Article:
Country of origin Originator First introduction Introduced by Trade name CAS registry no Molecular Weight
Dong-A South Korea
Dong-A Zydena 268203-93-6 516.66
Udenafil is the fourth in a class of drugs targeting the inhibition of the enzyme phosphodiesterase 5 (PDE5) for the treatment of erectile dysfunction. Inhibition of PDE5 results in the increase in endogenous cyclic guanosine monophosphate (cGMP) concentrations in the penile corpus cavernosum. cGMP induces smooth muscle cell relaxation and subsequent increased blood flow leading to a sustainable erection. Udenafil is a potent antagonist of human PDE5 with an IC50 of 8.25 nM and a comparable selectivity profile as sildenafil for the other PDEs. Unlike ta-dalafil, it does not inhibit PDE11, which has been implicated in myalgia and testicular toxicity. The key steps in the synthesis of udenafil involve the coupling of
1-methyl-3-propyl-4-amino-5-carbamoyl pyrazole with 2-propoxybenzoyl chloride, chlorosulfonation of the resulting product, reaction of the sulfonyl chloride with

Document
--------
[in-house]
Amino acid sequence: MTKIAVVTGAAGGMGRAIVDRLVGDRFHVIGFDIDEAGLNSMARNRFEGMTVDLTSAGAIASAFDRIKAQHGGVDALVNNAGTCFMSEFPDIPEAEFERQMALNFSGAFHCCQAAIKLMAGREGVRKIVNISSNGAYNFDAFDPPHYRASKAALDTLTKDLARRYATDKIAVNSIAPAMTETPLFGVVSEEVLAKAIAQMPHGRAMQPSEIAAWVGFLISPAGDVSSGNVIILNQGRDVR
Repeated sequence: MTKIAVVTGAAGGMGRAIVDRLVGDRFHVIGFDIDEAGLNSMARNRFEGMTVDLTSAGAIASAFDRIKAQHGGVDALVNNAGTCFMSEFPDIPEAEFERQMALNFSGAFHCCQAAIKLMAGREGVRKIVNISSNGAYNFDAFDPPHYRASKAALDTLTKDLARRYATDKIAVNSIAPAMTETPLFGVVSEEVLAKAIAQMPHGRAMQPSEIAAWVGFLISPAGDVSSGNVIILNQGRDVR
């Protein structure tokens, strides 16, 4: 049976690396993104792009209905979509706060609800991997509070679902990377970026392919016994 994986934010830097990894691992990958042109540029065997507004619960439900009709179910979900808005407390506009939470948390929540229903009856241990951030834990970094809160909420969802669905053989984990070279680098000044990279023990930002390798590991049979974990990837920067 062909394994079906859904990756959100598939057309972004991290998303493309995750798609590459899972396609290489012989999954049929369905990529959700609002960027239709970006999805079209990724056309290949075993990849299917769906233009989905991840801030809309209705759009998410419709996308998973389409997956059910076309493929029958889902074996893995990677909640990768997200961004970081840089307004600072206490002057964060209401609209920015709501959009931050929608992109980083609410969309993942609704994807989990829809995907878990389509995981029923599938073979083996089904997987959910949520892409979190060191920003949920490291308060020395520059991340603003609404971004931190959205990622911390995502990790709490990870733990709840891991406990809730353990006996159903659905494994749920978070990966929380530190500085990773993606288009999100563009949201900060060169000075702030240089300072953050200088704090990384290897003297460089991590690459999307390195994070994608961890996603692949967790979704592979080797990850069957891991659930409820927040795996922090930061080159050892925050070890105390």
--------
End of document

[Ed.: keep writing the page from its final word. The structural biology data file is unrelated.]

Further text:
2-(2-aminoethyl)-1-methylpyrrolidine, and finally ring closure to build the pyri-midinone ring of the core. In Phase I studies to assess the safety, tolerability, and pharmacokinetics of udenafil, single doses of 12.5-400 mg and multiple doses of 100 and 200mg/day were well-tolerated, and exposure increased in a dose-dependent manner. While the absolute oral bioavailability has not been determined in humans, it is absorbed rapidly; the oral bioavailability for multiple animal species averaged about 30%. With a Tmax of 1 - 1.5 h and a terminal half-life of 11 - 13h, udenafil has a rapid onset with a long duration of action. While udenafil is biotransformed to three major metabolites by rat microsomes, the predominant active metabolite in humans is the N-dealkylated sulfonamide, generated via CYP3A4 metabolism. Coadministration with strong CYP3A4 inhibitors or inducers could, therefore, alter the metabolism of udenafil and significantly change the pharmacokinetics. In vitro studies in pooled human liver microsomes demonstrated that the selective CYP3A4 inhibitor ketoconazole effectively inhibited the N-dealkylation of udenafil. To assess efficacy, a randomized, double-blind, placebo-controlled, fixed-dose Phase II trial was conducted in 319 ED patients. The change in the International Index of Erectile Function (IIEF) score from baseline to the end of the 12-week study was used as the primary efficacy endpoint. After 12 weeks of therapy, the udenafil-treated group, receiving either 100 or 200 mg, had significantly higher IIEF scores than the placebo group. Furthermore, udenafil produced up to a 91% vaginal penetration success rate and up to a 67% intercourse completion rate compared to a 29% completion rate by placebo. Overall patient satisfaction, measured by a standard global assessment question, was 86% compared to only 26% in the placebo group. The most frequently recorded adverse events were mild-to-moderate facial flushing and headache.
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